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Savard C.,University of Montreal | Provost C.,University of Montreal | Alvarez F.,University of Montreal | Pinilla V.,Departement de Biomedecine veterinaire | And 4 more authors.
Veterinary Microbiology | Year: 2015

Deoxynivalenol (DON) is a mycotoxin produced by Fusarium spp and is a common contaminant of grains in North America. Among farm animals, swine are the most susceptible to DON because it markedly reduces feed intake and decreases weight gain. Porcine circovirus type 2 (PCV2) is the main causative agent of several syndromes in weaning piglets collectively known as porcine circovirus-associated disease (PCVAD). The objectives of this study were to investigate the impact of DON on PCV2 replication in NPTr permissive cell line, and to determine eventual potentiating effects of DON on PCV2 infection in pigs. Noninfected and infected cells with PCV2 were treated with increasing concentrations of DON (0, 70, 140, 280, 560, 1200. ng/mL) and cell survival and virus titer were evaluated 72. h postinfection. Thirty commercial piglets were randomly divided into 3 experimental groups of 10 animals based on DON content of served diets (0, 2.5 and 3.5. mg/kg DON). All groups were further divided into subgroups of 6 pigs and were inoculated with PCV2b virus. The remaining pigs (control) were sham-inoculated with PBS. In vitro results showed that low concentrations of DON could potentially increase PCV2 replication depending on virus genotype. In vivo results showed that even though viremia and lung viral load tend to be higher in animal ingesting DON contaminated diet at 2.5. mg/kg, DON had no significant effect on clinical manifestation of PCVAD in PCV2b infected animals. DON has neither in vitro nor in vivo clear potentiating effects in the development of porcine circovirus infection despite slight increases in viral replication. © 2015 Elsevier B.V. Source


Savard C.,Swine and Poultry Infectious Diseases Research Center | Pinilla V.,Departement de Biomedecine veterinaire | Provost C.,Swine and Poultry Infectious Diseases Research Center | Gagnon C.A.,Swine and Poultry Infectious Diseases Research Center | Chorfi Y.,Departement de Biomedecine veterinaire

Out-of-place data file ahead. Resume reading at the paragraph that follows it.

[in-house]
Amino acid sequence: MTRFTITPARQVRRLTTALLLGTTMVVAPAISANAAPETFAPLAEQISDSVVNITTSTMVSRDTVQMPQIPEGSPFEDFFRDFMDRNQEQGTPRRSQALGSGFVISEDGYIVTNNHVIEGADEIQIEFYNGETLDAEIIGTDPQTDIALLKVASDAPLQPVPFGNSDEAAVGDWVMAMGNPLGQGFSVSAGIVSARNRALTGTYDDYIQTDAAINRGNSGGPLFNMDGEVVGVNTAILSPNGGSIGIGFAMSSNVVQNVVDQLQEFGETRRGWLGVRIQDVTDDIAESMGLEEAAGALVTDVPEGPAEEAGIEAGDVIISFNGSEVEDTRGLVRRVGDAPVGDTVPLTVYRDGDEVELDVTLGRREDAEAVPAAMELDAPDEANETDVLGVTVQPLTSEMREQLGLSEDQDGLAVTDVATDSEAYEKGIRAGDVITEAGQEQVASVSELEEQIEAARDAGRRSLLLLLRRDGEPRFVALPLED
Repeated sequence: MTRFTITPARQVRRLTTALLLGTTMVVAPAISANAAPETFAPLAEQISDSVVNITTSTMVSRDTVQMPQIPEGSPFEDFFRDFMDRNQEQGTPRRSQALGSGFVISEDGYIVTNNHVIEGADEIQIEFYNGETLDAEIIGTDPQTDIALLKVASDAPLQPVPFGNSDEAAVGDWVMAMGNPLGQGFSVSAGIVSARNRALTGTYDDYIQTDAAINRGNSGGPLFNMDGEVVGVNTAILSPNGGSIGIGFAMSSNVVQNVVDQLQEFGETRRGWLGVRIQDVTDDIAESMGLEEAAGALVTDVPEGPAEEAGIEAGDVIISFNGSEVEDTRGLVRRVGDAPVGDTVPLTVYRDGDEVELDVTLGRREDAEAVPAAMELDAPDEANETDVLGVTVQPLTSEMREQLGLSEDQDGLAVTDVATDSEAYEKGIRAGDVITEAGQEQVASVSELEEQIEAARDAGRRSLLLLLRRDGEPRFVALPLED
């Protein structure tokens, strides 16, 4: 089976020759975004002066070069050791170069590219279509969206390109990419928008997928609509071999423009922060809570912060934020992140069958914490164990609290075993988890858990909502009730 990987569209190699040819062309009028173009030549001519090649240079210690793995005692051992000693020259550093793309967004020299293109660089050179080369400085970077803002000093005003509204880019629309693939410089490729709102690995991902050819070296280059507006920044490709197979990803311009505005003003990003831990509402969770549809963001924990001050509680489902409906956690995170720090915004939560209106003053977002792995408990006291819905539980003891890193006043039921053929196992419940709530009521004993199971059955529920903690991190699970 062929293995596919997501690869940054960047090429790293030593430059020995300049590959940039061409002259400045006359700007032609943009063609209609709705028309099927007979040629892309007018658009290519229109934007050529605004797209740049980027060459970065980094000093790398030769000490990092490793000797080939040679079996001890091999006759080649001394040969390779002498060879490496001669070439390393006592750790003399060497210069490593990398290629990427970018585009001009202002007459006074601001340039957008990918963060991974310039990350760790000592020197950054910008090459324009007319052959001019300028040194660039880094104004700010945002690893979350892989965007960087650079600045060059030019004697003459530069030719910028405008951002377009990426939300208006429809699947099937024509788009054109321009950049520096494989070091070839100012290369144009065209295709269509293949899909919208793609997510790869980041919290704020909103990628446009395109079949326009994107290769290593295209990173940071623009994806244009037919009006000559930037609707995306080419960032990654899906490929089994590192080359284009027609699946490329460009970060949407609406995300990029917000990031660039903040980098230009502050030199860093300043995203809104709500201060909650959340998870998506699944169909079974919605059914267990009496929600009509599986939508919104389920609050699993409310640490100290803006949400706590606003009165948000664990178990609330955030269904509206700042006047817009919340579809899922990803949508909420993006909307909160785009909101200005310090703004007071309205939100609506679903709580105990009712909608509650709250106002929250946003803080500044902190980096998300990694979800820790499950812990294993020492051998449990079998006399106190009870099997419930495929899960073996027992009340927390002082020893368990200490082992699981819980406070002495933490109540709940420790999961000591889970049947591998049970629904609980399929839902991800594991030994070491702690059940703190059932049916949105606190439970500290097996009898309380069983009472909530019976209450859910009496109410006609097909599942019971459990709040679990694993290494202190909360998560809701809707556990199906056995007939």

Veterinary Microbiology | Year: 2014

Deoxynivalenol (DON), also known as vomitoxin, is the most prevalent type B trichothecene mycotoxin worldwide. Pigs show a great sensitivity to DON, and because of the high proportion of grains in their diets, they are frequently exposed to this mycotoxin. The objective of this study was to determine the impact of DON naturally contaminated feed on porcine reproductive and respiratory syndrome virus (PRRSV) infection, the most important porcine viral pathogen in swine. Experimental infections were performed with 30 animals. Piglets were randomly divided into three groups of 10 animals based on DON content of diets (0, 2.5 and 3.5. mg/kg DON). All experimental groups were further divided into subgroups of 6 pigs and were inoculated with PRRSV. The remaining pigs (control) were sham-inoculated with PBS. Pigs were daily monitored for temperature, weight and clinical signs for 21 days. Blood samples were collected and tested for PRRSV RNA and for virus specific antibodies. Results of PRRSV infection showed that ingestion of diet highly contaminated with DON greatly increases the effect of PRRSV infection on weight gain, lung lesions and mortality, without increasing significantly viral replication, for which the tendency is rather directed toward a decrease of replication. These results suggest that PRRSV infection could exacerbate anorectic effect of DON, when ingested in large doses. Results also demonstrate a DON negative effect on PRRSV-specific humoral responses. This study demonstrate that high concentrations of DON naturally contaminated feed decreased the immune response against PRRSV and influenced the course of PRRSV infection in pigs. © 2014 Elsevier B.V. Source


Pinilla V.,Departement de Biomedecine veterinaire | Chorfi Y.,Departement de Biomedecine veterinaire
Food and Chemical Toxicology | Year: 2014

Deoxynivalenol (DON) is a mycotoxin produced by Fusarium spp. Among monogastric farm animals, swine are the most susceptible to DON as it markedly reduces feed intake and decreases weight gain. DON has also been shown to increase susceptibility to viral infections; therefore the objective of this study was to investigate in vitro impact of DON on porcine reproductive and respiratory syndrome virus (PRRSV). Permissive cells were infected or not with PRRSV and were treated with increasing concentrations of DON. Cell survival and mortality were evaluated by determining the number of viable cells with a tetrazolium compound and by measuring lactate dehydrogenase (LDH) release, respectively. Virus titration and antiviral cytokines mRNA expression were evaluated by quantitative PCR. DON significantly affected the survival of noninfected cells in a dose dependent manner. However, DON concentrations between 140 and 280 significantly increased the survival of cells infected with PRRSV. These concentrations significantly decreased PRRSV replication by inducing a pro-inflammatory cytokines environment and an early activation of apoptosis, which in turn seem to interrupt viral replication. For the first time, this study showed that DON had significant effects on the survival of PRRSV infected cells and on virus replication, in a dose dependent manner. © 2014 Elsevier Ltd. Source

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